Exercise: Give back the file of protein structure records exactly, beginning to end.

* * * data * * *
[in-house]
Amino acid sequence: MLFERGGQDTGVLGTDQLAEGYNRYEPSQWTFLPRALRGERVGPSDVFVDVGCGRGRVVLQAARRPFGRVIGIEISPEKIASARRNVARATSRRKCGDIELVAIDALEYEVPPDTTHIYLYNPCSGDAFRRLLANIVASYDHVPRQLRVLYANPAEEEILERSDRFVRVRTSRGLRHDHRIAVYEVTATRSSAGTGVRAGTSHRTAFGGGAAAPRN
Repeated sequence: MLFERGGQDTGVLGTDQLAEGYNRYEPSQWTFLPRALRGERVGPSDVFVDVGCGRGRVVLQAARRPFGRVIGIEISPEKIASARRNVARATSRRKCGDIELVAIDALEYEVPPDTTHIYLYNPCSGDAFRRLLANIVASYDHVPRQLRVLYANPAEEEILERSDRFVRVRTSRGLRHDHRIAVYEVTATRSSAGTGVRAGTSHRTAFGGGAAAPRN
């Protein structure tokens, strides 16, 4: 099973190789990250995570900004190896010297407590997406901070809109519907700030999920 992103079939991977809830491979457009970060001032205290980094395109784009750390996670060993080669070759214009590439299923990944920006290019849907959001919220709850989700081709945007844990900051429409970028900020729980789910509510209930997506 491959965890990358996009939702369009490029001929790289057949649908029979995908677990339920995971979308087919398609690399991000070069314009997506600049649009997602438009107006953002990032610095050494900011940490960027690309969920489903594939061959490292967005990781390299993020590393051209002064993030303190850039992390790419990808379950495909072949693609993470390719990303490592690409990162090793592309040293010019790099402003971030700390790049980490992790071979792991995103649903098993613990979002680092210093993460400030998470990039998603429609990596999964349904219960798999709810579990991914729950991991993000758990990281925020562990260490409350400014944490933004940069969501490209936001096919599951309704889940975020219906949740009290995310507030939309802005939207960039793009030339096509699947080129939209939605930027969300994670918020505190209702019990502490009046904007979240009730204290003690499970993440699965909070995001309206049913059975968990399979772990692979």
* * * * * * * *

[in-house]
Amino acid sequence: MLFERGGQDTGVLGTDQLAEGYNRYEPSQWTFLPRALRGERVGPSDVFVDVGCGRGRVVLQAARRPFGRVIGIEISPEKIASARRNVARATSRRKCGDIELVAIDALEYEVPPDTTHIYLYNPCSGDAFRRLLANIVASYDHVPRQLRVLYANPAEEEILERSDRFVRVRTSRGLRHDHRIAVYEVTATRSSAGTGVRAGTSHRTAFGGGAAAPRN
Repeated sequence: MLFERGGQDTGVLGTDQLAEGYNRYEPSQWTFLPRALRGERVGPSDVFVDVGCGRGRVVLQAARRPFGRVIGIEISPEKIASARRNVARATSRRKCGDIELVAIDALEYEVPPDTTHIYLYNPCSGDAFRRLLANIVASYDHVPRQLRVLYANPAEEEILERSDRFVRVRTSRGLRHDHRIAVYEVTATRSSAGTGVRAGTSHRTAFGGGAAAPRN
């Protein structure tokens, strides 16, 4: 099973190789990250995570900004190896010297407590997406901070809109519907700030999920 992103079939991977809830491979457009970060001032205290980094395109784009750390996670060993080669070759214009590439299923990944920006290019849907959001919220709850989700081709945007844990900051429409970028900020729980789910509510209930997506 491959965890990358996009939702369009490029001929790289057949649908029979995908677990339920995971979308087919398609690399991000070069314009997506600049649009997602438009107006953002990032610095050494900011940490960027690309969920489903594939061959490292967005990781390299993020590393051209002064993030303190850039992390790419990808379950495909072949693609993470390719990303490592690409990162090793592309040293010019790099402003971030700390790049980490992790071979792991995103649903098993613990979002680092210093993460400030998470990039998603429609990596999964349904219960798999709810579990991914729950991991993000758990990281925020562990260490409350400014944490933004940069969501490209936001096919599951309704889940975020219906949740009290995310507030939309802005939207960039793009030339096509699947080129939209939605930027969300994670918020505190209702019990502490009046904007979240009730204290003690499970993440699965909070995001309206049913059975968990399979772990692979």